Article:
Few things in life affect people as profoundly as music. Through an enviable smattering of discipline, artistic expression and God-given talent, humanity has produced the most remarkable individuals who stand out amongst their peers sharing with the world their singing soul.
People who seem to exist for no other reason then to express themselves musically, while the rest of us watch and listen; entranced by their genius, talent and passion. And what blessed breed of instrumentalist is more inspiring then the blind piano player?
10 Iconic Blind Piano Players
Since Bartolomeo Cristofori evolved the first piano from the harpsichord in the early 1700’s, we watch and listen in amazement as blind piano players transcend what we thought was possible.
In brilliant defiance of their disability, the following 10 blind piano players inspire not because they are disabled, but simply by the caliber of their art.
#1 Ray Charles
Born Ray Charles Robinson, Sr. in 1930 in Albany, Georgia. Ray’s early years were marked with adversity. After his birth, Ray’s 15-year-old mother Aretha Williams returned to Greenville.
Florida where Ray was conceived by his mothers adopted father, Bailey Robinson. Bailey abandoned both families, and Ray was raised by Aretha and Bailey’s wife. By Ray’s first birthday, he had a brother named George. Ray would later reflect that his mother’s perseverance, self-sufficiency, and pride became guiding lights in his life.
This blind piano player’s destiny first taunted him at age three at Wylie Pitman’s Red Wing Cafe where Pitman would play on an old upright piano. Pitman became Ray’s first teacher, and a friend allowing Ray’s family to stay at the Cafe when times were hard. Tragedy struck when Ray’s four-year-old brother George drowned in his mother’s laundry tub.
Due to glaucoma, Ray was blind by age seven. His unrelenting mother seen Ray attend the Florida School for the Deaf and the Blind where he developed his talent by playing classical piano.
His teacher, Mrs. Lawrence, taught him to use braille music which is a process where the right-hand reads braille for the left, and vice versa. Ray’s mother passed away when he was fourteen, and after the funeral, Ray never returned to school.
Defined by his mother’s love, adversity, and a passion for music Ray would go on to pioneer the soul music genre in the 1950s, and redefine country music, pop and R&B in the 1960s. Rolling Stone ranked Ray No. 10 on their list of 100 Greatest Artists of All Time and No. 2 on their list of Greatest Singers of All Time.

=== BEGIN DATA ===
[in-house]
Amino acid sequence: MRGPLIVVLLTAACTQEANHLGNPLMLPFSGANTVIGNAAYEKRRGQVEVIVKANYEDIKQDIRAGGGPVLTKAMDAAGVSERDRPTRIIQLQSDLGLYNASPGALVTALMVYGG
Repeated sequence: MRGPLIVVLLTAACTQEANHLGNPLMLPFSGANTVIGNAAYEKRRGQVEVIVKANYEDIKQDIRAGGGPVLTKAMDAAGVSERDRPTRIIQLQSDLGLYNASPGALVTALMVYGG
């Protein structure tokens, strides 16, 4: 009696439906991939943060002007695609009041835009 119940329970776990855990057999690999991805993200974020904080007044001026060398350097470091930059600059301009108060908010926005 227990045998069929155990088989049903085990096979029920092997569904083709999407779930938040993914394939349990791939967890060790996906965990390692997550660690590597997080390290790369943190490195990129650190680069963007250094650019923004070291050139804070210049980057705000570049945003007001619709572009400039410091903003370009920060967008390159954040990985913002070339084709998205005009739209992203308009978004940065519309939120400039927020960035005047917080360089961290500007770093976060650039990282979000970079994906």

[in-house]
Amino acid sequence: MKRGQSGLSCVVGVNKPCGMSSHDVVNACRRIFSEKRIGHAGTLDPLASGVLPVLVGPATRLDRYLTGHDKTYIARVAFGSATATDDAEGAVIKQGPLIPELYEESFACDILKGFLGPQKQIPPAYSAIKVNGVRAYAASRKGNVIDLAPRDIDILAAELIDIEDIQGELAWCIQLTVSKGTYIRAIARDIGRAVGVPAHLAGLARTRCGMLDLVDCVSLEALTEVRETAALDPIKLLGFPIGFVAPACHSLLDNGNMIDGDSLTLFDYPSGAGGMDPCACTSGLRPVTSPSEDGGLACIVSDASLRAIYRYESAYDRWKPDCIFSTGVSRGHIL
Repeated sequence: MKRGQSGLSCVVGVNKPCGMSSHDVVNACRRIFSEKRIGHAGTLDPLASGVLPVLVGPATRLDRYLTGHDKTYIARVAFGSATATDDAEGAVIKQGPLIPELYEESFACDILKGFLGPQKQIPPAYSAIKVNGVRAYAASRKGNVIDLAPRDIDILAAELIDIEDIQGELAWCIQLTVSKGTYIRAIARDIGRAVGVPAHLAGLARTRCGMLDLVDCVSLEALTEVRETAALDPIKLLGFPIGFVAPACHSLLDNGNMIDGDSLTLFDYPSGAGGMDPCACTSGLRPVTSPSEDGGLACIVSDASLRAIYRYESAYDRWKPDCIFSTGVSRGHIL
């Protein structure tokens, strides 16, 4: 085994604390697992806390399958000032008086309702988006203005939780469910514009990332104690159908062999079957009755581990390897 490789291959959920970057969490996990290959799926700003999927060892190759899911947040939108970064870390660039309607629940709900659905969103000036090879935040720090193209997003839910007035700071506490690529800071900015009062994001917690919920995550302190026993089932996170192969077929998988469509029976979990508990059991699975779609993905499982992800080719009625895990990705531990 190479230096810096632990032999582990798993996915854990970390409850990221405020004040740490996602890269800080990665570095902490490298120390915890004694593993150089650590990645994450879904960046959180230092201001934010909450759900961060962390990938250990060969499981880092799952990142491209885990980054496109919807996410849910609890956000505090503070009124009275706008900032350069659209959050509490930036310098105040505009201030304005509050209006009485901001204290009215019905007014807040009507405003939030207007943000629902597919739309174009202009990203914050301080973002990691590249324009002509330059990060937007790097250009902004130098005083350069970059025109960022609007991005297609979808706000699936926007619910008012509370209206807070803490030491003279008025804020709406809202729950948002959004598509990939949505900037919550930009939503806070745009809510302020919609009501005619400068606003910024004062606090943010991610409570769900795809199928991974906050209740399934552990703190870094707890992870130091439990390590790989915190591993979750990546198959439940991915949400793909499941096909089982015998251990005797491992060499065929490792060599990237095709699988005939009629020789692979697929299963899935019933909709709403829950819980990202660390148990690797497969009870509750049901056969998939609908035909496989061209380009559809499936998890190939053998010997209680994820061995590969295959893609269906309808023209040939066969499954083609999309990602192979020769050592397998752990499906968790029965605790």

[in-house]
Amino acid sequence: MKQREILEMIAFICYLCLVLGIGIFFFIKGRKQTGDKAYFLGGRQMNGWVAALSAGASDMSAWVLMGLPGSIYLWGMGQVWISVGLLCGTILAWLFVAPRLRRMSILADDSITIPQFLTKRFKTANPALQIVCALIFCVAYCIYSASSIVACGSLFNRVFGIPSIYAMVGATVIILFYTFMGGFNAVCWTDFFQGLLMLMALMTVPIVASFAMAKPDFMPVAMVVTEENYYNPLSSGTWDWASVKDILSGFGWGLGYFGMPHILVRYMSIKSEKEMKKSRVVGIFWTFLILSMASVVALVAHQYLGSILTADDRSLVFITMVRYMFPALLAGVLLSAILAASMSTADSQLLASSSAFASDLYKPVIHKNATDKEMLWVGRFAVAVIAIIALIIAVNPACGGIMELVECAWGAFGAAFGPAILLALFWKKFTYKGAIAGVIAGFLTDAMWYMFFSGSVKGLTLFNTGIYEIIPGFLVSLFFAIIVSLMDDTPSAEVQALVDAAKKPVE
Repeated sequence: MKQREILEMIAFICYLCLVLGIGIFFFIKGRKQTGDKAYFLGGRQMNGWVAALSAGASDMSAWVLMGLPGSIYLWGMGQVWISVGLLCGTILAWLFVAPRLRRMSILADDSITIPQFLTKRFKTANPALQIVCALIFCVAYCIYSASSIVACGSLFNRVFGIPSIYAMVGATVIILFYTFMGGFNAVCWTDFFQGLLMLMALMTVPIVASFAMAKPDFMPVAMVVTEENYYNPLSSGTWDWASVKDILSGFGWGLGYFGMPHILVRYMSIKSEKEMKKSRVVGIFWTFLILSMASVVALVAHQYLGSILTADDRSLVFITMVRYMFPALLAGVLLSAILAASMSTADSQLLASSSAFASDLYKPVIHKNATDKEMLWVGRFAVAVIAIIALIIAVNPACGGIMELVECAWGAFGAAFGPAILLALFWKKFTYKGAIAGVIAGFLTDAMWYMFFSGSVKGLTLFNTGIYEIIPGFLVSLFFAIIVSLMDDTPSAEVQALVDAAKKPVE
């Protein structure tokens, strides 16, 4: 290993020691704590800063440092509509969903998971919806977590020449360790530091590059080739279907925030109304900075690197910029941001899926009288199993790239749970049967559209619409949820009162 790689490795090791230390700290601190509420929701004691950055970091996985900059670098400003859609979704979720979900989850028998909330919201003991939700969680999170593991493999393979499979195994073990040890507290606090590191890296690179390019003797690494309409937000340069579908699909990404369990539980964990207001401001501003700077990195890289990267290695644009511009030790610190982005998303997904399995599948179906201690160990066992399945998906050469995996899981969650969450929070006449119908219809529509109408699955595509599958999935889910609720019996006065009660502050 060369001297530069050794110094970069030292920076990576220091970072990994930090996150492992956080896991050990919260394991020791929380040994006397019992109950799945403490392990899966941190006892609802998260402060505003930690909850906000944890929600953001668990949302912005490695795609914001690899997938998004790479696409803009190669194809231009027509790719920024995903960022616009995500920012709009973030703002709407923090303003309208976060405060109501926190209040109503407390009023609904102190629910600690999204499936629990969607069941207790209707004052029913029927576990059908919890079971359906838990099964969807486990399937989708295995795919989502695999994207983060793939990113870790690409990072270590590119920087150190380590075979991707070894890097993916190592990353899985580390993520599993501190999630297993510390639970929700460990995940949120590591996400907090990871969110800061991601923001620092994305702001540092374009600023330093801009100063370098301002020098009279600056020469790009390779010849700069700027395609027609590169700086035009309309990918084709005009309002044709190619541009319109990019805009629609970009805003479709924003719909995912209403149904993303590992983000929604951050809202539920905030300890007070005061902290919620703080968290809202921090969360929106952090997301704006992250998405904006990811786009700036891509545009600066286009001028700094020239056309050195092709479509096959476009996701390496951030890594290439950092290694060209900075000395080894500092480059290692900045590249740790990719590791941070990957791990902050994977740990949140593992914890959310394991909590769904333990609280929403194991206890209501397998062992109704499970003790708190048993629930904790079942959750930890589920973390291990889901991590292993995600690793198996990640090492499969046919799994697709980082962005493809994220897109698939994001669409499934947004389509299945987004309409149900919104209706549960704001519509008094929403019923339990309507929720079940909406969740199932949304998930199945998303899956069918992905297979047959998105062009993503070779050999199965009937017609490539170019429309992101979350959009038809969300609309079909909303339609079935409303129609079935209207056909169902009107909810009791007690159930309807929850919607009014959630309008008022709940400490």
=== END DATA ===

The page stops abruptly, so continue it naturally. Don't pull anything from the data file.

#2 Stevie Wonder
Stevie Wonder was born Stevland Hardaway Judkins in Saginaw, Michigan May 13, 1950. Stevie was born six weeks premature, and as a result had retinopathy causing blindness.
Stevie’s mother, Lula Mae Hardaway, left her husband moving her children to Detroit Stevie grew up playing the piano, harmonica, drums and bass and was active in the church choir. Soon this blind piano player was discovered at the church by Gerald White, and before long was signed to Motown Records at the age of eleven with the new stage name, “Little Stevie Wonder.”
Stevie released his first album at twelve and dedicated his second album to Ray Charles. To note some of his accomplishments, he has the record for the most Grammy Awards with twenty-one. He was the first blind recipient of an Academy Award.
He is the youngest solo artist to be inducted into the Rock N Roll Hall of Fame, and the youngest artist to have a song reach number one. Stevie’s genius is undeniable, and to reflect on what being blind meant. Stevie is quoted as saying, “just because a man lacks the use of his eyes, doesn’t mean he lacks vision.”
#3 Art Tatum
Arthur Tatum was born on October 13. 1909 in Toledo. Ohio to a humble family. Art had impaired vision from birth, but could make out objects close to him. This lasted until he was assaulted in his twenties, which left him blind in his left eye and limited sight in the right.
Exposed to music at a young age through his parents involvement in the church, he began playing piano by ear. showing an excellent memory and sense of pitch.
Art was self-taught but showed to be a prodigious and prolific jazz pianist. In his teens he began playing professionally and had his own radio program rebroadcast nationally.
Among fellow musicians. Art’s technical ability was extraordinary and he expanded the very breadth of jazz forever with his genius. In recognition of this blind piano player’s technical prowess, in 1993 an MIT student in the field of computational musicology. Jeff Bilmes. coined the term “tatum”. which was named in honor of the pianist’s speed.